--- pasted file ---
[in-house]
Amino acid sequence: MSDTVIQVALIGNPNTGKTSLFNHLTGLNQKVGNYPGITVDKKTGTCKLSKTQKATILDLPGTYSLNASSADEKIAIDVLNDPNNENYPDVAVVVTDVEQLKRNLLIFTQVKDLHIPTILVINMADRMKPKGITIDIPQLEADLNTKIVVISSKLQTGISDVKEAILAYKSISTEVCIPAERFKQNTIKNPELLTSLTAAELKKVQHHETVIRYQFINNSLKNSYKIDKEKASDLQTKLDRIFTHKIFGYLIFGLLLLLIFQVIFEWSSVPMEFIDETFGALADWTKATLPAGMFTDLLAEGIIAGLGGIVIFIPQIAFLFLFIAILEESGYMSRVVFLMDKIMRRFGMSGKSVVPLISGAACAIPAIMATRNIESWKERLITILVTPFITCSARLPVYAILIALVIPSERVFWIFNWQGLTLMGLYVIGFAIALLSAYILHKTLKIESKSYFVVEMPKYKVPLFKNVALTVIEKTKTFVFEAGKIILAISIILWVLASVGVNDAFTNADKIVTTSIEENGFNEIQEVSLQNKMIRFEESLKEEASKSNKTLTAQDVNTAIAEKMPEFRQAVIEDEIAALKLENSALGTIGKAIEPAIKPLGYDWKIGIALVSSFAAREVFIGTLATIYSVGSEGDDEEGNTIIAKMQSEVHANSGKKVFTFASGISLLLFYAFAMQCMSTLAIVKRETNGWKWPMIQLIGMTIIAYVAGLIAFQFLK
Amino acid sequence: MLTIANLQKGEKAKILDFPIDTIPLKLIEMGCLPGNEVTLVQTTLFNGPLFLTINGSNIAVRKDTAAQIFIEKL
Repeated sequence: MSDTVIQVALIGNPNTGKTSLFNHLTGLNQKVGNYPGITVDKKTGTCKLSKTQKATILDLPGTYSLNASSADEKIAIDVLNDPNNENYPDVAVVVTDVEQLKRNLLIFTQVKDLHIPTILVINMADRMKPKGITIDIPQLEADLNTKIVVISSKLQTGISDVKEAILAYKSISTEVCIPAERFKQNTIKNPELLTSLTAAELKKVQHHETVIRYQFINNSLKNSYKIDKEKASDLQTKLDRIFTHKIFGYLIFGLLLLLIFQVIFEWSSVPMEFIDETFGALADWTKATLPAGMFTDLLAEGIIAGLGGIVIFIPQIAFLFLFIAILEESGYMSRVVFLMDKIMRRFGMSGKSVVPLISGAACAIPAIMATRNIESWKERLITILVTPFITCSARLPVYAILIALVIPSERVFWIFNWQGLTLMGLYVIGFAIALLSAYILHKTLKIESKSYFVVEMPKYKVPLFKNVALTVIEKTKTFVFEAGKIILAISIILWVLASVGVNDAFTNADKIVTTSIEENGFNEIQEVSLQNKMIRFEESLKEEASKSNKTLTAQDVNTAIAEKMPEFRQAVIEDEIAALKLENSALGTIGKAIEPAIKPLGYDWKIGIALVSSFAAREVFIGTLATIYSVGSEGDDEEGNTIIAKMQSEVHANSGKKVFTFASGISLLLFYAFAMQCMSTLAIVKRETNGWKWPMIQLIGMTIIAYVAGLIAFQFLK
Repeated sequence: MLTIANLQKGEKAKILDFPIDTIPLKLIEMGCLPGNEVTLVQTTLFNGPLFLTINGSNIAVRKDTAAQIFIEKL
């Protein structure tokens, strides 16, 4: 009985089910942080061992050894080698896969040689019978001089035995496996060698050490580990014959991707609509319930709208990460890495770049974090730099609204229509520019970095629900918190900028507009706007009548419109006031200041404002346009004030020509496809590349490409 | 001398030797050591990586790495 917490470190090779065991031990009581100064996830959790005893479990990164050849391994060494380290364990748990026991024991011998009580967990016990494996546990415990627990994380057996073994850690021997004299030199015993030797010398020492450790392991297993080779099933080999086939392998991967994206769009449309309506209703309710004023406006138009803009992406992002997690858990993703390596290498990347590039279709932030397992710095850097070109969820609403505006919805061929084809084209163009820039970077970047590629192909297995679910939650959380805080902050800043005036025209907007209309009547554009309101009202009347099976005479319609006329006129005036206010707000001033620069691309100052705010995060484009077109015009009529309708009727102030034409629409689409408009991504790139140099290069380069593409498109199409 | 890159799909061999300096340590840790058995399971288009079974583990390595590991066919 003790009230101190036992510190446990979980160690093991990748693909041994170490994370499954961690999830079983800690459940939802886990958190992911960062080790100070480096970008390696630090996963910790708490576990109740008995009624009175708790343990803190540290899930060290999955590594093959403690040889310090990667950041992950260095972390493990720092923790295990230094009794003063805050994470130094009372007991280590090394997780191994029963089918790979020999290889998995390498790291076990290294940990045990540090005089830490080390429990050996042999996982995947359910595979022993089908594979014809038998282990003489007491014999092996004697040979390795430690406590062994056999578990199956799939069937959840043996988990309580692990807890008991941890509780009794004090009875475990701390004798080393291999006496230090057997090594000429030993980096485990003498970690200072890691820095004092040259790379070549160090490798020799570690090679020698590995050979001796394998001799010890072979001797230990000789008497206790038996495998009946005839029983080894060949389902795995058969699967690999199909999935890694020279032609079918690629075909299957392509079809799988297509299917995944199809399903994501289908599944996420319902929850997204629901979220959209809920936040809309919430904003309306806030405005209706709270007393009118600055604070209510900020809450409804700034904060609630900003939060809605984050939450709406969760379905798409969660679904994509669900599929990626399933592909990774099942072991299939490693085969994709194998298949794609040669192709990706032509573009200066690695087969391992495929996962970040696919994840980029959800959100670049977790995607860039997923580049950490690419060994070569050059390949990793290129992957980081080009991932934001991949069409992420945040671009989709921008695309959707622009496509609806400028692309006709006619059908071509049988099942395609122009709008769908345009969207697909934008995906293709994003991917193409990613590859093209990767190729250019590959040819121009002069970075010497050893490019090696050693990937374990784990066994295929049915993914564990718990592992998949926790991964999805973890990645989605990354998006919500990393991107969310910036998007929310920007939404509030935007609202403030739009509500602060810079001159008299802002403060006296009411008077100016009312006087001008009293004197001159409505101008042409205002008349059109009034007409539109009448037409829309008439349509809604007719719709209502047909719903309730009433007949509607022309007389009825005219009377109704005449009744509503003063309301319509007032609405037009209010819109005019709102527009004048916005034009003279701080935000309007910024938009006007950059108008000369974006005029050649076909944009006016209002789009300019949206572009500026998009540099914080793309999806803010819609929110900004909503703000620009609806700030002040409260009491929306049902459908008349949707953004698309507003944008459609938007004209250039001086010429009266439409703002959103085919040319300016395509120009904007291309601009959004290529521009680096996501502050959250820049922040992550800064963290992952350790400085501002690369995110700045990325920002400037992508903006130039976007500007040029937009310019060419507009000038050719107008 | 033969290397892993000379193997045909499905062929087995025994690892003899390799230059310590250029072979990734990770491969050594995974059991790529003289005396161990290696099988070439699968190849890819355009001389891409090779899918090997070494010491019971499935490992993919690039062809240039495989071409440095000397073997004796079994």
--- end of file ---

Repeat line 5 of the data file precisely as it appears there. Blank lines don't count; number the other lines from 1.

Repeated sequence: MLTIANLQKGEKAKILDFPIDTIPLKLIEMGCLPGNEVTLVQTTLFNGPLFLTINGSNIAVRKDTAAQIFIEKL